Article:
Being able to perform gameplay actions is also often a part of having Gameplay Mastery. The numerous ways this can be tested include Betting and Bluffing (in games such as Poker), building Pre-Customized Decks, performing Dexterity-Based Actions, Enactment, handling Limited Resources, Negotiation, Player Physical Prowess, Rhythm-Based Actions, Social Skills, Storytelling, Timing, and controlling Vehicles. More contextual examples include being able to Roleplay that one is not the one that performed certain Anonymous Actions or performing Combos in games with Challenging Gameplay or Complex Gameplay. Slightly more general, avoiding Obstacles or Overcoming enemies require gameplay actions that performing well signals Gameplay Mastery. Competence Areas is an overarching way to provide Gameplay Mastery since any game with Competence Areas by definition has areas in which players can become proficient. In Multiplayer Games, Gameplay Mastery can both consist of being able to do Collaborative Actions and presenting Player Unpredictability to other players.
Gameplay Mastery also requires that players have sufficiently difficult goals to try and complete. Predefined Goals naturally provides such goals but only if they are difficult enough to challenge players. On a general level, Further Player Improvement Potential provides this and games that encourage players to have FUBAR Enjoyment at least place players in difficult situations. Perceivable Margins gives players information on how they could have performed better and thereby supports players with improving their potential. Skill-based Multiplayer Games let players have Further Player Improvement Potential as long as more skilled players can be found and is for this reason a very common design features that supports the presence of Gameplay Mastery. Smooth Learning Curves guide players so they don't start with too difficult challenges but may require players to play through too easy before getting to parts which match their skill levels. Difficulty Levels in contrast let players set an appropriate level for themselves (potentially with AI Players of varying difficulties); the danger to this solution being that players can satisfy themselves with being able to complete a game at a certain Difficulty Level and not push themselves to their full potential. Another danger is that Gameplay Mastery may make the Difficulty Levels meaningless since all of them may be too easy for an expert player. Achievements and the possibility of Speedruns encourage players to play in ways that typically are more difficult and thereby motivate players to fully develop a Gameplay Mastery as long as the Achievements and the challenges of Speedruns match the gameplay challenges of the game. Goal Achievements and Handicap Achievements specifically can modify how players try to reach Gameplay Mastery by pointing out certain goals or ways a game can be played which makes it harder (the former can for example be based upon showing that one can perform Repeat Combos). While having Experimenting as part of gameplay does not necessarily in itself provide skills that allow Gameplay Mastery but can allow players to try different types of actions and therefore promote players to reach Gameplay Mastery.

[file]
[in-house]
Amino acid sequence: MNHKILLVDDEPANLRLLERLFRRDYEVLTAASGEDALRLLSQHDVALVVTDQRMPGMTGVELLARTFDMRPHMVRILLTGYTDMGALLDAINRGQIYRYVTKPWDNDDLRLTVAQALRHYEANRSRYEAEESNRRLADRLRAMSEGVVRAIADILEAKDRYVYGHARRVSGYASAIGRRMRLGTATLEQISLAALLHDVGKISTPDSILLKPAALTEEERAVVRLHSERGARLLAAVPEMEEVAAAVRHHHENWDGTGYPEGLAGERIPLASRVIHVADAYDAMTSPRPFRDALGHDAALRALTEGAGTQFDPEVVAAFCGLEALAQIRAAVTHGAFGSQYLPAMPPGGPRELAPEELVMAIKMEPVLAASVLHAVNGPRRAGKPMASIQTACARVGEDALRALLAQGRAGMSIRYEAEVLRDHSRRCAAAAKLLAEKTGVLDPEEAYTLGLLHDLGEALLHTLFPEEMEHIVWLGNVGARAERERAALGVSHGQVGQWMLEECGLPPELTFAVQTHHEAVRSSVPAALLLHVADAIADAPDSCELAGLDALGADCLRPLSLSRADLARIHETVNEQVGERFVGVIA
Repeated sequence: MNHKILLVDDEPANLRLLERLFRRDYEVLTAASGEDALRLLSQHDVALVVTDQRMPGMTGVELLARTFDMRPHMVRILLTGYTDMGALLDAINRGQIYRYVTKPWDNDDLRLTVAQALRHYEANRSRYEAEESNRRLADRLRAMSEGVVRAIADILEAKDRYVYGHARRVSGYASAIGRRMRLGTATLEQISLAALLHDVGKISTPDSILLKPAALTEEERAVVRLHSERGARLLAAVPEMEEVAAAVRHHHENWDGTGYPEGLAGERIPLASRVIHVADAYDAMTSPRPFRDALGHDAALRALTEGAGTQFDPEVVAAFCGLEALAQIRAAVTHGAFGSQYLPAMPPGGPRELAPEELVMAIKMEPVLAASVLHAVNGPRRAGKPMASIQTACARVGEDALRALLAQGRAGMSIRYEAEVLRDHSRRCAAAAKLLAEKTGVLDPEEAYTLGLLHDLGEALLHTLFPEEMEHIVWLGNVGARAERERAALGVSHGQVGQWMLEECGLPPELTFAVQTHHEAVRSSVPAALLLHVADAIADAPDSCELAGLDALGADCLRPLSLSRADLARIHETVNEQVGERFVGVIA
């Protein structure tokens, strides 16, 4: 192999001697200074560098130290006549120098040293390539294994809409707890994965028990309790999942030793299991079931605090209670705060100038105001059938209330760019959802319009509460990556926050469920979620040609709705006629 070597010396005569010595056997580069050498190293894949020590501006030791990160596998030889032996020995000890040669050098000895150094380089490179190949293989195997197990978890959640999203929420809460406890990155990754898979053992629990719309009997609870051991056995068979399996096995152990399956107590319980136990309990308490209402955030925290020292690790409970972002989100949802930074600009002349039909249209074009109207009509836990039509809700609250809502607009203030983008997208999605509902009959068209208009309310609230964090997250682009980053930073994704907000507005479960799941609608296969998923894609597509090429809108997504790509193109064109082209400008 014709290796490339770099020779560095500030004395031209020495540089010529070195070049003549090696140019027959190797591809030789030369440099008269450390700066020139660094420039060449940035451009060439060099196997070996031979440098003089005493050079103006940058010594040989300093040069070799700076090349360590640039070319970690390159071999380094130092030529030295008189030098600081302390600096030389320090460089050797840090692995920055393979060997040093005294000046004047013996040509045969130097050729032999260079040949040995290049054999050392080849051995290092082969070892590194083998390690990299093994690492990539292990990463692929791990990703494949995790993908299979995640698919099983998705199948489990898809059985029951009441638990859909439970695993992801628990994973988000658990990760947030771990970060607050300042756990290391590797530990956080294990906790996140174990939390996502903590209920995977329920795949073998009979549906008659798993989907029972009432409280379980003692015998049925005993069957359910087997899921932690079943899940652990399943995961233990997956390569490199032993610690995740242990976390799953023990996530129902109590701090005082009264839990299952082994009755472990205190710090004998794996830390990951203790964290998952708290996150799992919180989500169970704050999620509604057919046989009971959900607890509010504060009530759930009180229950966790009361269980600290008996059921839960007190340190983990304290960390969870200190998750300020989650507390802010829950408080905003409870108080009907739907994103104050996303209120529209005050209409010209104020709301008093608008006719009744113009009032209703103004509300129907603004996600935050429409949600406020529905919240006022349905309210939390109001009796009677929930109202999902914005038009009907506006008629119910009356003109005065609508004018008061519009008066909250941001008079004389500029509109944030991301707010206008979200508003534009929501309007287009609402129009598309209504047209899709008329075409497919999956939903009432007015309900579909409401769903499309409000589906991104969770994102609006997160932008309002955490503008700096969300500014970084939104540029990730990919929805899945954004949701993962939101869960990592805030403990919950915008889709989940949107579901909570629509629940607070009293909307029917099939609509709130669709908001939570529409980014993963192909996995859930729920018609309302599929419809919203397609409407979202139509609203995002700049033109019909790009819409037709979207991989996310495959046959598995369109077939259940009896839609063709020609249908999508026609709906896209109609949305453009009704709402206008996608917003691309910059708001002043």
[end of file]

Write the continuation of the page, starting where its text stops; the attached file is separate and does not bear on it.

While maybe not allowing for Gameplay Mastery in themselves, several design features can motivate players more to try and achieve the mastery which is possible. Symmetry can ensure that Gameplay Mastery is foregrounded in gameplay rather than luck in starting positions. In contrast, Uncertainty of Outcome can make Gameplay Mastery less likely to guarantee winning or dominance in gameplay while still allowing those with Gameplay Mastery the possibility of displaying it and having advantages of having it. Repetitive Gameplay puts focus on a specific type of gameplay and requires players to show a skill in it (if a skill for it exists) as well as lets players train at being good at it. [Player Balance]] and Red Queen Dilemmas can require display of Gameplay Mastery to be important throughout a game instance although they do make skillful gaming in the beginning of a game instance less important. High Score Lists, Multiplayer Games, Public Player Statistics, and Spectators appeal to players' wishes to show themselves as good players (e.g. showing Spectators that they can achieve Repeat Combos). Tournaments and Meta Games that allow players to perceive each other's skills can provide the same kind of display of game mastery. Asymmetric Abilities and Varied Gameplay can make people have different types of Gameplay Mastery in a game as well as make Gameplay Mastery of the game as a whole require many different types of competences. Levels can accomplish the same thing by having varying types of challenges between Levels and also through supporting Smooth Learning Curves. Rewards is a way for a game to explicitly show that a player has displayed some type of Gameplay Mastery while handling Penalties well can be a type of Gameplay Mastery. Illusionary Rewards can work like Rewards in this sense, supporting or motivating players to develop their gameplay, while giving players Engrossment simply makes players more likely to become better at a game because they are more likely to playing it more.